However, given that the swap is in RMB, it cannot be used to make loan repayments in U.S. dollars. This swap does not help Sri Lanka to settle ISBs, which is the biggest concern pertaining to foreign loan repayments. Therefore, this currency swap is different to currency swaps provided by India in the past, which provided U.S. dollars to Sri Lanka to address issues pertaining to dollar liquidity. The currency swap with PBoC does not provide that liquidity. This means China has taken a relatively low-risk option to manage its economic ties with Sri Lanka, instead of providing a U.S. dollar loan to Sri Lanka to manage foreign currency shortages.
Reemerging Economic Ties With India
In this unprecedented economic crisis, China was not the only ally Sri Lanka sought support from. Over the last two years, Sri Lanka further strengthened economic relations with India and sought support numerous times. India too has leveraged this opportunity to expand its economic presence in Sri Lanka in light of an increasing Chinese economic presence in India’s close neighbor.
In February, as the foreign currency shortage became severe, Sri Lanka signed a $500 million credit facility with India to import fuel. This was a part of the financial package India agreed to provide to Sri Lanka to encounter the economic crisis. During the last week of February, the Sri Lankan finance minister was scheduled to visit India for the remaining part of the financial package pledged by India. Under this, Sri Lanka expected to receive a $1 billion credit facility to import essential items from India. However, the visit was postponed indefinitely due to “last minute scheduling issues.”
With these credit facilities, Sri Lanka will be able to barely manage some essential items in the short term. However, these credit facilities will not help Sri Lanka to get out of the unprecedented economic crisis. It just delays the inevitable default.
These credit facilities will likely result in India becoming the top source of imports for Sri Lanka, overtaking China. In 2018, China became the major exporter to Sri Lanka, surpassing India, which had been the top source of Sri Lanka’s imports for nearly two decades.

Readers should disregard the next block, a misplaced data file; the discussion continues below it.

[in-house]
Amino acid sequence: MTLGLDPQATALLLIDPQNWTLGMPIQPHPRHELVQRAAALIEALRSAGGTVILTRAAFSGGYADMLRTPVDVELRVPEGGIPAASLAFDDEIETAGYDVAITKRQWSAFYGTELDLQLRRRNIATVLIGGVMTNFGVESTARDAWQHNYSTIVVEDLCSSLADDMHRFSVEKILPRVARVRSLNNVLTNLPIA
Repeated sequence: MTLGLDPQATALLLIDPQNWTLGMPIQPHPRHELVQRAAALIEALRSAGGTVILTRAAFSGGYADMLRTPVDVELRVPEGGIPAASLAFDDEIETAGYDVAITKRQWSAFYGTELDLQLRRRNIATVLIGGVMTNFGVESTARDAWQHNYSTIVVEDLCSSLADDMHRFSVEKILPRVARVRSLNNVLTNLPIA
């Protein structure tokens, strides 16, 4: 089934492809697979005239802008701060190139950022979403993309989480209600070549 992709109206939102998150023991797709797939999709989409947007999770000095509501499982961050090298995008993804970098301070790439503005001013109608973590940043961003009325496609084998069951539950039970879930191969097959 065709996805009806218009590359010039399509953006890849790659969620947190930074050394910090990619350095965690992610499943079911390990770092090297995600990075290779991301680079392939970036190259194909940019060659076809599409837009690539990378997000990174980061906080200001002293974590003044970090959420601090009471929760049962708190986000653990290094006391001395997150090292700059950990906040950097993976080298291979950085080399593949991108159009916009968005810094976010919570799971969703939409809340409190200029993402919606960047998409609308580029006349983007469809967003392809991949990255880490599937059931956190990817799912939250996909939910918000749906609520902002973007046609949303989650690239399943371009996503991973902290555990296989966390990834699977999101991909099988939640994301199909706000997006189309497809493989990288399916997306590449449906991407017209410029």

This economic crisis had also allowed India to fulfill its own geopolitical interests by increasing their presence in strategically important places in Sri Lanka. A subsidiary of the Indian government oil company, the Lanka Indian Oil Company (LIOC), signed a deal to develop Trincomalee oil farms as a joint venture together with Sri Lanka. Accordingly, 51 percent of the joint venture is owned by the Ceylon Petroleum Corporation while LIOC owns the remaining 49 percent. This deal had been stalled for years due to the controversial nature of the project, but the crisis presented an opportunity to India to seal the deal.
What Does the Future Hold?
As repeatedly noted in this article, Sri Lanka is on the verge of a sovereign default. Deep-rooted economic weaknesses of the country have been aggravated since the start of the pandemic. As Sri Lanka is encountering an unprecedented economic crisis, the country’s relations with China and India have also taken an interesting turn. So far, Sri Lanka has been trying to balance both countries and reap benefits from the geopolitical interests of China and India, as both countries have strategic interests in Sri Lanka. This was Sri Lanka’s strategy to avoid seeking IMF assistance and carry out economic reforms. However, this is a dangerous game to play for a country that is facing a severe economic crisis. In situations like these, vulnerable countries, Sri Lanka in this case, do not have much bargaining power; they risk compromising national interests by becoming a part of global rivalry.
On the other hand, whatever the choices made by the government – and regardless of Sri Lanka restructuring debt, defaulting on debt, or even successfully continuing to pay down its debt – Sri Lanka is going to encounter many hardships in the years to come. In such a circumstance, having the support of China and India is very crucial for Sri Lanka. Yet, Sri Lanka should be cautious about protecting its national interest when entering economic deals. The country needs to facilitate investment and trade to fix unaddressed economic issues instead of attempting to benefit from geopolitical rivalries.